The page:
July 5 (Bloomberg) -- Lombard Odier Darier Hentsch & Cie., Geneva’s oldest private bank, aims to double the wealth it manages in Japan to 200 billion yen ($2.5 billion) in five years through tie-ups with local lenders led by Chiba Bank Ltd.
The Swiss firm, which has alliances with four regional lenders including Shizuoka Bank Ltd. and Yamaguchi Financial Group Inc., plans to clinch accords with another five banks to boost access to more wealthy families and business owners, Norbert Joue, president of Lombard Odier’s Tokyo office, said in an interview.
Lombard Odier’s efforts come after Barclays Plc last year allied with Sumitomo Mitsui Financial Group Inc., Japan’s No. 2 bank by market value, to tap assets of rich Japanese seeking to diversify their retirement portfolios. Japan has the world’s second-highest population of millionaires, trailing only the U.S., according to Capgemini SA and Bank of America Corp.
“We have a similar philosophy as Japanese regional lenders, given that we have both focused on locals in our long history,” said Joue, a 45-year-old French native who is fluent in Japanese after residing in the country for almost two decades. “Business owners in their early 60s are our vital clients.”
The Geneva-based bank aims to provide returns of about 4 percent on average to clients after deducting fees, and sets the minimum principal invested at 100 million yen, said Katsutoshi Iso, executive director of the Tokyo office. Lombard Odier targets generating a cumulative return of as much as 20 percent over five years, Iso said.
To fend off competition from Japanese megabanks led by Mitsubishi UFJ Financial Group Inc., Chiba Bank wants to attract wealthy clients in its local market with Lombard Odier’s services, said spokesman Jun Ogasawara. Japan’s fourth-biggest regional bank by assets deployed about 100 money advisers by the end of May to its 106 branch offices for part of its wealth management business, he said.
Chiba Bank rose 1 percent to 520 yen at 10:06 a.m. on the Tokyo Stock Exchange. The lender, based in the prefecture east of Tokyo, has declined 1.5 percent this year, less than the Topix Banks Index’s 6.8 percent drop.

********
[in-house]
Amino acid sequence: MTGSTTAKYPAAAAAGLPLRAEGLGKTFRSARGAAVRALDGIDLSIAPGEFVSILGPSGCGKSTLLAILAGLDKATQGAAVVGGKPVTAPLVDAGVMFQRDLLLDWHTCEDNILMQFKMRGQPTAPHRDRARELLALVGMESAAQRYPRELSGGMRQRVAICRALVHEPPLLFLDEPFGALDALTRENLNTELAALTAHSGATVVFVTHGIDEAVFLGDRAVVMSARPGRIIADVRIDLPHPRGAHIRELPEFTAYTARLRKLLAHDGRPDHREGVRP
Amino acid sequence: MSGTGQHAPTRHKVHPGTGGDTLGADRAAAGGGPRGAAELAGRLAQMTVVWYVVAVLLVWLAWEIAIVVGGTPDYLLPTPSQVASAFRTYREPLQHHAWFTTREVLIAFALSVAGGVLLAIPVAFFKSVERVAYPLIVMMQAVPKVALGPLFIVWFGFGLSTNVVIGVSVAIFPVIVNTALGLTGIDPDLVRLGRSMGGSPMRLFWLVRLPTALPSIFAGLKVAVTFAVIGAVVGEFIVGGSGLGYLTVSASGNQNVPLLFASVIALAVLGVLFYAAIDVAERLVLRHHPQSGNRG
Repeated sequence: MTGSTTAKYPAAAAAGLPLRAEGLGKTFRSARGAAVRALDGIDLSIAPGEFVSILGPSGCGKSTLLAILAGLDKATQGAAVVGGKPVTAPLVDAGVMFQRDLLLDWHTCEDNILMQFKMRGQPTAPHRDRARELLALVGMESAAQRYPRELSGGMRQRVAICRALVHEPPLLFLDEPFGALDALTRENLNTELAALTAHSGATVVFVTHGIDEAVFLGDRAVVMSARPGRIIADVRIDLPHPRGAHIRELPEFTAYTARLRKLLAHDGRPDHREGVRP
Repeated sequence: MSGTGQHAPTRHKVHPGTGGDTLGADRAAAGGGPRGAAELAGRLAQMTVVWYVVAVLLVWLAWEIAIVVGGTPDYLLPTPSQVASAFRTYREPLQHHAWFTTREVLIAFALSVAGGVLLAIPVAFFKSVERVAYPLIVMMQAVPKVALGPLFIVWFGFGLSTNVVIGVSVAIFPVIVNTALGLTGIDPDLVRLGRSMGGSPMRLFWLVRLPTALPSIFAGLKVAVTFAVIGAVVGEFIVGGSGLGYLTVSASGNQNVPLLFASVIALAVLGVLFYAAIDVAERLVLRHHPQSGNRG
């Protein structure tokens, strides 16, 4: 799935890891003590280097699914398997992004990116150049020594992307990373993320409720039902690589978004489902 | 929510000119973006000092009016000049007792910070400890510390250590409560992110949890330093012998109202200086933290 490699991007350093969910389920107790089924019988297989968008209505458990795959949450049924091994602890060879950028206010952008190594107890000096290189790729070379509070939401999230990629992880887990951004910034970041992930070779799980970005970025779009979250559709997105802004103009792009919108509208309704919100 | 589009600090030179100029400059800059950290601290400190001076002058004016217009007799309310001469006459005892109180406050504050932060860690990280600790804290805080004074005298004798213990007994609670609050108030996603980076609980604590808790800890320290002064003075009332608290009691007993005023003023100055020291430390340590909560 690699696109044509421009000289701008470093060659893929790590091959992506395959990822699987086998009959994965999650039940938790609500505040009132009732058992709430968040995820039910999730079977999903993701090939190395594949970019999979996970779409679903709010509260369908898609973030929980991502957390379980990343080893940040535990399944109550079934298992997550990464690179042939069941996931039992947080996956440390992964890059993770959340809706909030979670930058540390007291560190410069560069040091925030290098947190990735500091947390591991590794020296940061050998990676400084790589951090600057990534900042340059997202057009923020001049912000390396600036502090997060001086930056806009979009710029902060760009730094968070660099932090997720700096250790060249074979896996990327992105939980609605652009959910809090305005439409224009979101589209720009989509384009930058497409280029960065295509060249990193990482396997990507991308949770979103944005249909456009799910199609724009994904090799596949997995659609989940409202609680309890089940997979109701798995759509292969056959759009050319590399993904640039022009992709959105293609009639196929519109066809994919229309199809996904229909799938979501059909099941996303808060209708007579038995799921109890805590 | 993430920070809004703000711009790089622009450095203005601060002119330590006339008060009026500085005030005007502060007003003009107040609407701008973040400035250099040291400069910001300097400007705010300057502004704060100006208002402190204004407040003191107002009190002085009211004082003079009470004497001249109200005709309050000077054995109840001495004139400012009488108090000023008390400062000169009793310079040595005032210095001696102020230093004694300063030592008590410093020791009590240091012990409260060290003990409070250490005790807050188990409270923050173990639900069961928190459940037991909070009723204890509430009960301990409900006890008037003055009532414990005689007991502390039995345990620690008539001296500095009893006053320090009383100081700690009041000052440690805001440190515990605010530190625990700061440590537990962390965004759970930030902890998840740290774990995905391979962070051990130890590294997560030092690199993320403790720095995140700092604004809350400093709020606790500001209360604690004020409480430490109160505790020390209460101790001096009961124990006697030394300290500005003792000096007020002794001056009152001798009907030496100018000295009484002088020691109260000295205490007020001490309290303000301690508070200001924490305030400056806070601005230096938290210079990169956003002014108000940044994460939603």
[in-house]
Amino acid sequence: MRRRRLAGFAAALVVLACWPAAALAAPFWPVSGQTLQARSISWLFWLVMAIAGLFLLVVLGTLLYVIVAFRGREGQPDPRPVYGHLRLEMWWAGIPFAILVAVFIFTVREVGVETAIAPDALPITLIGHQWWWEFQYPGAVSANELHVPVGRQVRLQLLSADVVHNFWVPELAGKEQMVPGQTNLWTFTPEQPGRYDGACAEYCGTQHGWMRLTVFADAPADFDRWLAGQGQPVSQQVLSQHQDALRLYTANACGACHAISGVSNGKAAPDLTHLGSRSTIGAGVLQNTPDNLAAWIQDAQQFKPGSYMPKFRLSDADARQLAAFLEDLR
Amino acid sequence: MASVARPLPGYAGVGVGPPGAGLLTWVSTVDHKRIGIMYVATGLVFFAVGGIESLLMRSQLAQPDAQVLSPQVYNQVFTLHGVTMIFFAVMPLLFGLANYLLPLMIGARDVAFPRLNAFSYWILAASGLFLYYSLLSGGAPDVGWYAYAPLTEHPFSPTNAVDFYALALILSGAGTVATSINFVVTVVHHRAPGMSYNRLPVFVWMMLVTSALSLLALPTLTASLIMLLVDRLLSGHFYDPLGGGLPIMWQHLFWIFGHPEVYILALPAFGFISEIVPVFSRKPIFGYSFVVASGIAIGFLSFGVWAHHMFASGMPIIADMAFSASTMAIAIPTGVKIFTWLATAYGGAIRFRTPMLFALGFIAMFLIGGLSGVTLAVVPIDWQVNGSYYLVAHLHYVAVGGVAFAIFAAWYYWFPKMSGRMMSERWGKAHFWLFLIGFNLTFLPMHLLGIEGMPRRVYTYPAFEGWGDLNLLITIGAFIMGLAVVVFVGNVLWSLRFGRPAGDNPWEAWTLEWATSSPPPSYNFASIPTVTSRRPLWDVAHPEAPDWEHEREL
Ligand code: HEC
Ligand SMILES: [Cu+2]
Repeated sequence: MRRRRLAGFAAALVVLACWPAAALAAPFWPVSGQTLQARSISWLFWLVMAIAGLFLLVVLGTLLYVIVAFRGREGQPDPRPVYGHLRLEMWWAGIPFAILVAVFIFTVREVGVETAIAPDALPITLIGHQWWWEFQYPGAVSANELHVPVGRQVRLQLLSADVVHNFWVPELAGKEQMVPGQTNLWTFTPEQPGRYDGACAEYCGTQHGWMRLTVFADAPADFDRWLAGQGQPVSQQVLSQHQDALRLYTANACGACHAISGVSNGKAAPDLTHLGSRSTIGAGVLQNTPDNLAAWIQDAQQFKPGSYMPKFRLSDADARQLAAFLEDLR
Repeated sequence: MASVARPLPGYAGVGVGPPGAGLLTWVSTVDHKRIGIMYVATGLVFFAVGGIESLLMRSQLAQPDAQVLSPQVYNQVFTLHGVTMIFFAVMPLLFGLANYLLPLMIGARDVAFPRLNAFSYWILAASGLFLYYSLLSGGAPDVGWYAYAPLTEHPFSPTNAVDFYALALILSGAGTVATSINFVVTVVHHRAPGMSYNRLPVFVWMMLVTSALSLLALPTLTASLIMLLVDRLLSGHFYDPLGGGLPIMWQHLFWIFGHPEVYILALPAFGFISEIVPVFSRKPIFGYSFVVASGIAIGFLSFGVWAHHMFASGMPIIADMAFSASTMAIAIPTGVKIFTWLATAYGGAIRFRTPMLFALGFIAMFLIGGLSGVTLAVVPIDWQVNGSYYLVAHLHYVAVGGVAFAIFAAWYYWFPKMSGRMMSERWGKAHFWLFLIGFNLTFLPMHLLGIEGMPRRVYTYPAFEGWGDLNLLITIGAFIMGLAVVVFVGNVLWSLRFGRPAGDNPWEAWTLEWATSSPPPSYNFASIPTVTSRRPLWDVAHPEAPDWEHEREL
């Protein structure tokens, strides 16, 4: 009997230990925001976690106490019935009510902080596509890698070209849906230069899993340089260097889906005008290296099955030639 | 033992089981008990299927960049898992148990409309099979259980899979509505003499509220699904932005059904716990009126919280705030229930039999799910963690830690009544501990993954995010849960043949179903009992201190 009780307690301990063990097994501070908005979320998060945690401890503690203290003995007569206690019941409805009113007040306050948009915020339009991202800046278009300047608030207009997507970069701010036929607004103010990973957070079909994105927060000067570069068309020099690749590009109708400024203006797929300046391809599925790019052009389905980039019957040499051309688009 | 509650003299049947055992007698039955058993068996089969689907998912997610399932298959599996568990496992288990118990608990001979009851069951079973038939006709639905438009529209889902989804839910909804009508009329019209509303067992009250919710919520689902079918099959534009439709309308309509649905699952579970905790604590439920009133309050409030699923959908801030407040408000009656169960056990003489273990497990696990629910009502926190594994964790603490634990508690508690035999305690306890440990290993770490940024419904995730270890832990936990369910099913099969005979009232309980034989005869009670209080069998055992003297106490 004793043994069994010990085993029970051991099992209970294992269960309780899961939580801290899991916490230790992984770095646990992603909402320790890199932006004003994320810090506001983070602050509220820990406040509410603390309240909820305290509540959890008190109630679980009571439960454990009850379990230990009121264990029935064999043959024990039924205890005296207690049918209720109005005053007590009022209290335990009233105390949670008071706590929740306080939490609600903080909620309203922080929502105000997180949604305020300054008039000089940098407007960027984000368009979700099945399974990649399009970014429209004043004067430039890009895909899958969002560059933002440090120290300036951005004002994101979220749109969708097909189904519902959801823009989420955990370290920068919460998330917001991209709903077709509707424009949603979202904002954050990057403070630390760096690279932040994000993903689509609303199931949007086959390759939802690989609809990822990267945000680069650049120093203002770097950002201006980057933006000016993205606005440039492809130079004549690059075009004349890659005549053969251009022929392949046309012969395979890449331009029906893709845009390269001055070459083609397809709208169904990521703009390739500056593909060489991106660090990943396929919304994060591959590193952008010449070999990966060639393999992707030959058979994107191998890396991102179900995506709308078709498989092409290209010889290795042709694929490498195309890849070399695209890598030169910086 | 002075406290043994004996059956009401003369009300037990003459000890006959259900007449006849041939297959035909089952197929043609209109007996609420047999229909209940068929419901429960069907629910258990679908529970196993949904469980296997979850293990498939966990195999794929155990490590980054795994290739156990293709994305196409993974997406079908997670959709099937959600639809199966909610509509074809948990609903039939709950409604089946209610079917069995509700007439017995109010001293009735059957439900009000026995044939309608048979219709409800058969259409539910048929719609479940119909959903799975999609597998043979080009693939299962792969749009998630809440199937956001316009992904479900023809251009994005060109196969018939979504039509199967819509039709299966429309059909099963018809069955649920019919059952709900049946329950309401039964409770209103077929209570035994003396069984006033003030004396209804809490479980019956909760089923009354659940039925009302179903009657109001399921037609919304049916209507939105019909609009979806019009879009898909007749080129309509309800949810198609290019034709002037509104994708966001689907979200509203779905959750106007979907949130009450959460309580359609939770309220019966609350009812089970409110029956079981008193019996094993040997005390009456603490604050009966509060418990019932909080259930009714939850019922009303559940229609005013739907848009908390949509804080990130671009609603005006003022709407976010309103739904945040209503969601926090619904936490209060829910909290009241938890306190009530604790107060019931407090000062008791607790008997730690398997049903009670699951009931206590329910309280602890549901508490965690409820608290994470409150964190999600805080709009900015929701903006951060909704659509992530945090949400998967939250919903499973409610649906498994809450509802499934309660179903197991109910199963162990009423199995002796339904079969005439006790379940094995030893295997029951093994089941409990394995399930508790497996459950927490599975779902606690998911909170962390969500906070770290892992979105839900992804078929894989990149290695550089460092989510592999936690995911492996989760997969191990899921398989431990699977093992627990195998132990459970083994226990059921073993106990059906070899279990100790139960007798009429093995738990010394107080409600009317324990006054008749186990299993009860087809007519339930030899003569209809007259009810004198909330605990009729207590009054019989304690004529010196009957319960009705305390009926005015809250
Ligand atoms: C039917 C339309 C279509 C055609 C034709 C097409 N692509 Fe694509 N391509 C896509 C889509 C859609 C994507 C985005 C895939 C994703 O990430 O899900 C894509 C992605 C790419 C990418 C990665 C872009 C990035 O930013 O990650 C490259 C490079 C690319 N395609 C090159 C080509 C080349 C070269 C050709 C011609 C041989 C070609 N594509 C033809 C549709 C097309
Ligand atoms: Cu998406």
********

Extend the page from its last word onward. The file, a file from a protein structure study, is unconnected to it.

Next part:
The number of people in Japan with more than $1 million of investable assets rose 5.4 percent last year, according to the report by Capgemini and Bank of America’s Merrill Lynch Global Wealth Management unit. About 80 percent of the nation’s high-net worth individuals are over the age of 55, it said.
Wealthy Japanese “remained the most conservative in the world and held 55 percent of their aggregate portfolio in fixed income and cash/deposit vehicles,” the firms said in the World Wealth Report last month. That’s up from 48 percent a year earlier and compares to the global average of 43 percent.
Sumitomo Mitsui, Japan’s second-biggest lender by market value, said in December that it’s targeting about 600 billion yen in wealth-management assets through its tie-up with Barclays, betting savers will diversify out of concern that an aging population will strain the pension system.
The wealth-management market in Japan for people holding more than 100 million yen of investable assets has recovered to more than 200 trillion yen after a slump following the global financial crisis, Hiroyuki Miyamoto, a senior consultant at Nomura Research Institute Ltd. in Tokyo, said July 1. The market was as large as 250 trillion yen in 2007, Miyamoto said.
Growing concerns over Japan’s financial status and future economic growth, coupled with the March 11 earthquake and tsunami, increased inquiries from local customers for the bank’s asset management services, Iso said without elaborating.
Japan’s population is aging as people born in the five years after the end of World War II, the so-called first-generation baby boomers, reach retirement age. About 23 percent of Japanese were over 64 last year, up from 20 percent in 2005, according to the national census released on June 29.
Lombard Odier, founded in 1796 after the French Revolution, has 1,900 employees worldwide in more than 20 locations and manages 150 billion Swiss francs ($178 billion) of assets, according to its brochure. In Tokyo, the bank has 20 people including Joue and Iso, the French banker said.
“Smaller business owners, who have built their wealth in Japan, have a more global mindset for protection of their assets,” Iso said. “They aren’t going to be hung up on the Japanese yen or Japanese bonds.”
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